Baird's Tapir

(Tapirus bairdii)


Facts

Baird's Tapir IUCN ENDANGERED (EN)

 

Facts about this animal

The Baird's Tapir is the largest American tapir. It is brown to blackish above and paler on the sides of the head and venter. The ears are usually edged in white. The head body length is about 200 cm, the height at the shoulder about 120 cm. It weights 150-330 kg. Females are slightly heavier. The coat is short, sparse and not concealing the skin in lowland populations, but longer ad thicker in the highland populations of Guatemala and Costa Rica.

Did you know?
That the Baird´s Tapir is the largest and heaviest neotropical mammal?
That it fulfils a crucial role in seed dispersal?
That it may consume up to 34kg of plant material within one night?


 

Factsheet
Class MAMMALIA
Order PERISSODACTYLA
Suborder CERATOMORPHA
Family TAPIRIDAE
Name (Scientific) Tapirus bairdii
Name (English) Baird's Tapir
Name (French) Tapir de Baird
Name (German) Bairds Tapir
Name (Spanish) Anteburro, Danta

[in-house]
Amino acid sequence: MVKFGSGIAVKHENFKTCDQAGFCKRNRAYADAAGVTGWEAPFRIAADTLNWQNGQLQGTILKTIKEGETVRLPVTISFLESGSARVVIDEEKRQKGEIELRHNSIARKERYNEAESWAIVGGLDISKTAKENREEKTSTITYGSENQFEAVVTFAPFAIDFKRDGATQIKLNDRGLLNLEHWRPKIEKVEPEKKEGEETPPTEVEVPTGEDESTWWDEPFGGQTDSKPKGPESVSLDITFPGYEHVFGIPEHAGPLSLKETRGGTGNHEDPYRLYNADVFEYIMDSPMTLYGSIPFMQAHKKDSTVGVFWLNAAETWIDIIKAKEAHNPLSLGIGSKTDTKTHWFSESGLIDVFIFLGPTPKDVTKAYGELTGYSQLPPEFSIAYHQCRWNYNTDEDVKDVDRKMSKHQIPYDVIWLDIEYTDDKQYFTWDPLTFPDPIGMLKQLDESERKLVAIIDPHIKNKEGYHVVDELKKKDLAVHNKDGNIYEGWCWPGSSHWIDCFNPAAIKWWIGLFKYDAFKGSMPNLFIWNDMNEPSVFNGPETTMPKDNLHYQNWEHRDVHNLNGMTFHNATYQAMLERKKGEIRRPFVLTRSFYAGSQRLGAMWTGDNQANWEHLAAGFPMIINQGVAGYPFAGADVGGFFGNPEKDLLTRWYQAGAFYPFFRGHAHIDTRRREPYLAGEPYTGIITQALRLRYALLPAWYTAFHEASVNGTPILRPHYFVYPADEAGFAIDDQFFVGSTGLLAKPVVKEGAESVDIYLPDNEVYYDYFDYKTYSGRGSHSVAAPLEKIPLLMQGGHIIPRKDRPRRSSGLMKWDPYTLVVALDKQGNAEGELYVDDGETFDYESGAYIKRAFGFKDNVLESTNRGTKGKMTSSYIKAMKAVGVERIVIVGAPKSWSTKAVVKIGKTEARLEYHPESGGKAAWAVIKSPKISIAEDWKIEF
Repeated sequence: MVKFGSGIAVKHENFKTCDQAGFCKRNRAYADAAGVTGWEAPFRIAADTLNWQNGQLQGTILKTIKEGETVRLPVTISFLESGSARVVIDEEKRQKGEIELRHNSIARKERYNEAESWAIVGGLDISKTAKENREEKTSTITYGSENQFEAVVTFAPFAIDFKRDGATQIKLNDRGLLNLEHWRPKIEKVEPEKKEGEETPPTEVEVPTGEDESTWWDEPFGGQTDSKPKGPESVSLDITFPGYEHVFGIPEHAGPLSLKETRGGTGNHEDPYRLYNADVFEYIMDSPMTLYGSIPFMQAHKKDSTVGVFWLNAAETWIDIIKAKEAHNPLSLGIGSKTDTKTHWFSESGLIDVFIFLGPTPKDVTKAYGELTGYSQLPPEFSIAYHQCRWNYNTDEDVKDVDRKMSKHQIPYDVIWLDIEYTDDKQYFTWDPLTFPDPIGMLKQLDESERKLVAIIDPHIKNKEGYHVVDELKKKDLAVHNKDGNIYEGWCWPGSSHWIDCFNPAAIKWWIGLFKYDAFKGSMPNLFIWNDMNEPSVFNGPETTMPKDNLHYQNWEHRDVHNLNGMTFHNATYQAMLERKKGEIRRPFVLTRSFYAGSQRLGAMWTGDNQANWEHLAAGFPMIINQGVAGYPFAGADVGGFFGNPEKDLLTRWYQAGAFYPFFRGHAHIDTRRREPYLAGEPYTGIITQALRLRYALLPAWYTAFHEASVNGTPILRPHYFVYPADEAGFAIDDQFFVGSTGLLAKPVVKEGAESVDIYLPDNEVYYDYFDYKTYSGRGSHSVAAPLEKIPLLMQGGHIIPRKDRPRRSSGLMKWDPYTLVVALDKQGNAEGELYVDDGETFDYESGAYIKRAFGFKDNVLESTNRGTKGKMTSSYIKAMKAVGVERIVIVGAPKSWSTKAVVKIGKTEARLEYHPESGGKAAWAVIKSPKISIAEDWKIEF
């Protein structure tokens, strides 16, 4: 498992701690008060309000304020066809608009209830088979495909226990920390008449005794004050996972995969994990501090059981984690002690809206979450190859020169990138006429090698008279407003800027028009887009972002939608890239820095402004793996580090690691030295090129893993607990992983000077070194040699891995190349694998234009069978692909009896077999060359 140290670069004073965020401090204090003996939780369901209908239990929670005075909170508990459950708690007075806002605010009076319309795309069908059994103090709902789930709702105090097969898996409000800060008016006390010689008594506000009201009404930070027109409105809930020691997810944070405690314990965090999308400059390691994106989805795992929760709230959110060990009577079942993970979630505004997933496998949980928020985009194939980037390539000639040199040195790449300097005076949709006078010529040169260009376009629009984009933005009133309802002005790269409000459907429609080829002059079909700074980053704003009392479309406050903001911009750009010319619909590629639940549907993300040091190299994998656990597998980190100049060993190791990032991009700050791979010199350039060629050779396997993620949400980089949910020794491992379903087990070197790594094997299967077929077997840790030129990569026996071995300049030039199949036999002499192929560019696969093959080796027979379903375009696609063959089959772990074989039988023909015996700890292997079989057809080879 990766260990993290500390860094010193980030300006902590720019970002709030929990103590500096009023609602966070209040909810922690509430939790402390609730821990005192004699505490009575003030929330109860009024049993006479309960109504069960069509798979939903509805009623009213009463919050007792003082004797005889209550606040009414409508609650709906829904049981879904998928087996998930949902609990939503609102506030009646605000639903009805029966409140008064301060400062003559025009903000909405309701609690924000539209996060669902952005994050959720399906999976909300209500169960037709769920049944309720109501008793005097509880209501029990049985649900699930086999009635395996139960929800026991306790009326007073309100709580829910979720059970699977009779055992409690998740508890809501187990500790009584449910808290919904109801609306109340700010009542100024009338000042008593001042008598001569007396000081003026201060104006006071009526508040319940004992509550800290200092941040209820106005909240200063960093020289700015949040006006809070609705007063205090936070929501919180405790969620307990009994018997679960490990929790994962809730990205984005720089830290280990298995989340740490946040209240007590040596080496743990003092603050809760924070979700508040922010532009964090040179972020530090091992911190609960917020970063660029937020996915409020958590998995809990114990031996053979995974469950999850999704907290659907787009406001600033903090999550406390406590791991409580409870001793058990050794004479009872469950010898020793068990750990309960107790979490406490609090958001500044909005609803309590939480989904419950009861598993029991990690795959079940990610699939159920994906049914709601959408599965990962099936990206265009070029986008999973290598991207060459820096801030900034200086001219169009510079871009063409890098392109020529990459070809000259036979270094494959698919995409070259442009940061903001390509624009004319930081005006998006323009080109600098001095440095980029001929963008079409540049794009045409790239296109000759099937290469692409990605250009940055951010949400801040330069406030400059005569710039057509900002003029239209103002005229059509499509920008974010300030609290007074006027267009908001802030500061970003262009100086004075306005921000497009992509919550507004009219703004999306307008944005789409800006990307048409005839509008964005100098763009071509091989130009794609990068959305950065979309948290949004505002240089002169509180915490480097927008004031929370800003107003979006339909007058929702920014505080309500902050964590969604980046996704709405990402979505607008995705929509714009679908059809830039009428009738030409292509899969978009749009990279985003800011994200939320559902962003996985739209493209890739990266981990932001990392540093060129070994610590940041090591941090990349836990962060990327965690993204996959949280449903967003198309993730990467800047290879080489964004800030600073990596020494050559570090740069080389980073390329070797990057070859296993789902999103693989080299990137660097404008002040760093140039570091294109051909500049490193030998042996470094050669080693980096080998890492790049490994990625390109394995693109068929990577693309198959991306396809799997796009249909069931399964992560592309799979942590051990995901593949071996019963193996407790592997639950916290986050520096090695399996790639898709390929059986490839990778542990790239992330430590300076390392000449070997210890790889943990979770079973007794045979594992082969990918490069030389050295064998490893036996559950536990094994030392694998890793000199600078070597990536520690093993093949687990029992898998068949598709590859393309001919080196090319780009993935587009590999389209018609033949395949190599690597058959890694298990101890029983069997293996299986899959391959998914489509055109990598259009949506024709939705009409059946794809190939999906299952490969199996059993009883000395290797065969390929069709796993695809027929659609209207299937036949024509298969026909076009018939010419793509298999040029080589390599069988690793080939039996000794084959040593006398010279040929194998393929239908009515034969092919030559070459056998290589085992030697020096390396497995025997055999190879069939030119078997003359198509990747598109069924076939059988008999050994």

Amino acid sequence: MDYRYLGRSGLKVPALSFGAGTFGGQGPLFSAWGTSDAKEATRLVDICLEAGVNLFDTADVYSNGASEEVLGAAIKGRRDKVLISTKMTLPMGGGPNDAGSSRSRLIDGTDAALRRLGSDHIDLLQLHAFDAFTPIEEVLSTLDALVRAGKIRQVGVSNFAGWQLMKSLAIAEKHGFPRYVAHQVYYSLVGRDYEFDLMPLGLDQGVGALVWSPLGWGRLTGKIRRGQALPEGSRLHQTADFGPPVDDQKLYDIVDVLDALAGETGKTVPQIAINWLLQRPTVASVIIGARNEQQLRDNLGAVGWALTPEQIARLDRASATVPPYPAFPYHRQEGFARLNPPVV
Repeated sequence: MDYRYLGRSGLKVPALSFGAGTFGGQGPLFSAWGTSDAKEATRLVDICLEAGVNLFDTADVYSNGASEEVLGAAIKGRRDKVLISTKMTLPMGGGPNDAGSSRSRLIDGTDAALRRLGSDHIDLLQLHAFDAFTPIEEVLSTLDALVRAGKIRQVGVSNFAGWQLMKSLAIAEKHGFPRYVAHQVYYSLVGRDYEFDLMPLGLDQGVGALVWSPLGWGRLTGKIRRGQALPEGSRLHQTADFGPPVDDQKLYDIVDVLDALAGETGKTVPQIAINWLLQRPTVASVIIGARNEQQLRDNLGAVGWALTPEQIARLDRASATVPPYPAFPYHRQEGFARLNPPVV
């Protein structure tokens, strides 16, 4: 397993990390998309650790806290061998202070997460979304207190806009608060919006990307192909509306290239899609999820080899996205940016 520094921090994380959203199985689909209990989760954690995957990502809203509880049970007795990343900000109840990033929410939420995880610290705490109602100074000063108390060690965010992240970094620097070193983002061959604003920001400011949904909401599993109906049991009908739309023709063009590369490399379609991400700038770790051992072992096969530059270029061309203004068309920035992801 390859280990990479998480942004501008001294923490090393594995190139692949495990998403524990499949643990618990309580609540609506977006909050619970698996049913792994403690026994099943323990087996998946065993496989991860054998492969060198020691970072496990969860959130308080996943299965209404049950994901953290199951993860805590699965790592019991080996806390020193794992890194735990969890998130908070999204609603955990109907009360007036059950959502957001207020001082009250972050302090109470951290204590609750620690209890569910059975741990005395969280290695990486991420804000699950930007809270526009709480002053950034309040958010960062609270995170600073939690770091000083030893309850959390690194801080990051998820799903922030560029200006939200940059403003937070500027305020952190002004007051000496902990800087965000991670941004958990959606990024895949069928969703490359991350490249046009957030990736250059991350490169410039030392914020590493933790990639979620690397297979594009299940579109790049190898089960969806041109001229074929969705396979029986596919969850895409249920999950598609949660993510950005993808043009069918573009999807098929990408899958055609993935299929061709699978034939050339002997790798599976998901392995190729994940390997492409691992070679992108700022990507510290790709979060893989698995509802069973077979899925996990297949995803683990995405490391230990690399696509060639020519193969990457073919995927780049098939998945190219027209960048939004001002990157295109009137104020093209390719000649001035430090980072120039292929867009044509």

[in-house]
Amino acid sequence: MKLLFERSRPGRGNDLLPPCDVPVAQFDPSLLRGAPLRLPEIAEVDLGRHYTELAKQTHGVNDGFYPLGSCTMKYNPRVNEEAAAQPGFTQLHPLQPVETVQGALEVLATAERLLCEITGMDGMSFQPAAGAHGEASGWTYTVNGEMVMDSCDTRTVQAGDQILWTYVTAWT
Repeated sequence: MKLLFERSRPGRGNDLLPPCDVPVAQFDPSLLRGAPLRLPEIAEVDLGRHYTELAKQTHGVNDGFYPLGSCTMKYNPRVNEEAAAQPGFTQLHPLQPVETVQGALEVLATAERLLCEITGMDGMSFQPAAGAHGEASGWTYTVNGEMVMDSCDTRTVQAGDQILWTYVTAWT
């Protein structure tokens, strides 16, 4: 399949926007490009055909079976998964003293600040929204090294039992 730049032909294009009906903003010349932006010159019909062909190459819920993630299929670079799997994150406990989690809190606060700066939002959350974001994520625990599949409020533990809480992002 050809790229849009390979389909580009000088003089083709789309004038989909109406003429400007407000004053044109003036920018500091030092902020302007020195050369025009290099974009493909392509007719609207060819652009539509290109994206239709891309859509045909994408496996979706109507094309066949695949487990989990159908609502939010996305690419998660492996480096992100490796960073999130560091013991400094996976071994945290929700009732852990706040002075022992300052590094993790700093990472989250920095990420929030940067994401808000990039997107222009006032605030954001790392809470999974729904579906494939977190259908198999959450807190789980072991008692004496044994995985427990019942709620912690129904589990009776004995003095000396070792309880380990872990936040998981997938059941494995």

Local names Belize: Mountain cow
Colombia & Costa Rica: Macho del monte
CITES Status Appendix I
CMS Status Not listed

 

 

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Sasha Kopf

Distribution

 


Distribution
Range Southern Mexico to Northern Columbia and Ecuador west of the Andens
Habitat Wooded or grassy waterside habitats
Wild population Approx. <5.000 (2006) (Red List IUCN 2011)
Zoo population 115 (72,42,1) reported to Int. Studbook, J. Roman, Virginia Zoological Park (31.12.2007) 45 reported to ISIS (2007)

In the Zoo

Baird's Tapir

 

How this animal should be transported

For air transport, Container Note 73 of the IATA Live Animals Regulations, should be followed.

 

Find this animal on ZooLex

 

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Why do zoos keep this animal

It is an endangered species which holds a key position in the Central American tropical forests. It thus serves as a flagship species for the conservation of several rich ecosystems. Additionally it is an impressive and attractive animal which easily catches the sympathy of zoo visitors and keepers. Many fascinating facts and anecdotes can be told about their interesting evolution, biology and cultural connection to the people of Central America.